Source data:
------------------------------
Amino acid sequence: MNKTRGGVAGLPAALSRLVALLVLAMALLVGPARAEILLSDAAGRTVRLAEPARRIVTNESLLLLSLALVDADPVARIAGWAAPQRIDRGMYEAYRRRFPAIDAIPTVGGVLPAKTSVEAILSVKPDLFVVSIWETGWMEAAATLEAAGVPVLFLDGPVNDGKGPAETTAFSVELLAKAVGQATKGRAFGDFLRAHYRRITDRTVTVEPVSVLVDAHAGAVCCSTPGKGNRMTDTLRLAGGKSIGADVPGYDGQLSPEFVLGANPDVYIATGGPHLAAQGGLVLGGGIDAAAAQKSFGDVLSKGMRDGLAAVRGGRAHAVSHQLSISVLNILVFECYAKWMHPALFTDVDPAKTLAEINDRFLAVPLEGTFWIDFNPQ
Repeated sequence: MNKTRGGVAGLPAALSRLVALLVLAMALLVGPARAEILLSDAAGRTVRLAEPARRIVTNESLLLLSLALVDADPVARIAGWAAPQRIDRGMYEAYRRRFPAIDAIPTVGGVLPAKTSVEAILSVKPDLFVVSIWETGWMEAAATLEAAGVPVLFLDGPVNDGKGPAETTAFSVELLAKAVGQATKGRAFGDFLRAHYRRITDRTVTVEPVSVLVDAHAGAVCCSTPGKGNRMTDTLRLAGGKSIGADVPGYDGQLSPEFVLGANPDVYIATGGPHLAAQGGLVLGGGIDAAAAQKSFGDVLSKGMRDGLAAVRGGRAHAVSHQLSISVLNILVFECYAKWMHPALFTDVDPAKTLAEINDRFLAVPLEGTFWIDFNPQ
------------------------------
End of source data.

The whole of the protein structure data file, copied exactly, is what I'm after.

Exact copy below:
Amino acid sequence: MNKTRGGVAGLPAALSRLVALLVLAMALLVGPARAEILLSDAAGRTVRLAEPARRIVTNESLLLLSLALVDADPVARIAGWAAPQRIDRGMYEAYRRRFPAIDAIPTVGGVLPAKTSVEAILSVKPDLFVVSIWETGWMEAAATLEAAGVPVLFLDGPVNDGKGPAETTAFSVELLAKAVGQATKGRAFGDFLRAHYRRITDRTVTVEPVSVLVDAHAGAVCCSTPGKGNRMTDTLRLAGGKSIGADVPGYDGQLSPEFVLGANPDVYIATGGPHLAAQGGLVLGGGIDAAAAQKSFGDVLSKGMRDGLAAVRGGRAHAVSHQLSISVLNILVFECYAKWMHPALFTDVDPAKTLAEINDRFLAVPLEGTFWIDFNPQ
Repeated sequence: MNKTRGGVAGLPAALSRLVALLVLAMALLVGPARAEILLSDAAGRTVRLAEPARRIVTNESLLLLSLALVDADPVARIAGWAAPQRIDRGMYEAYRRRFPAIDAIPTVGGVLPAKTSVEAILSVKPDLFVVSIWETGWMEAAATLEAAGVPVLFLDGPVNDGKGPAETTAFSVELLAKAVGQATKGRAFGDFLRAHYRRITDRTVTVEPVSVLVDAHAGAVCCSTPGKGNRMTDTLRLAGGKSIGADVPGYDGQLSPEFVLGANPDVYIATGGPHLAAQGGLVLGGGIDAAAAQKSFGDVLSKGMRDGLAAVRGGRAHAVSHQLSISVLNILVFECYAKWMHPALFTDVDPAKTLAEINDRFLAVPLEGTFWIDFNPQ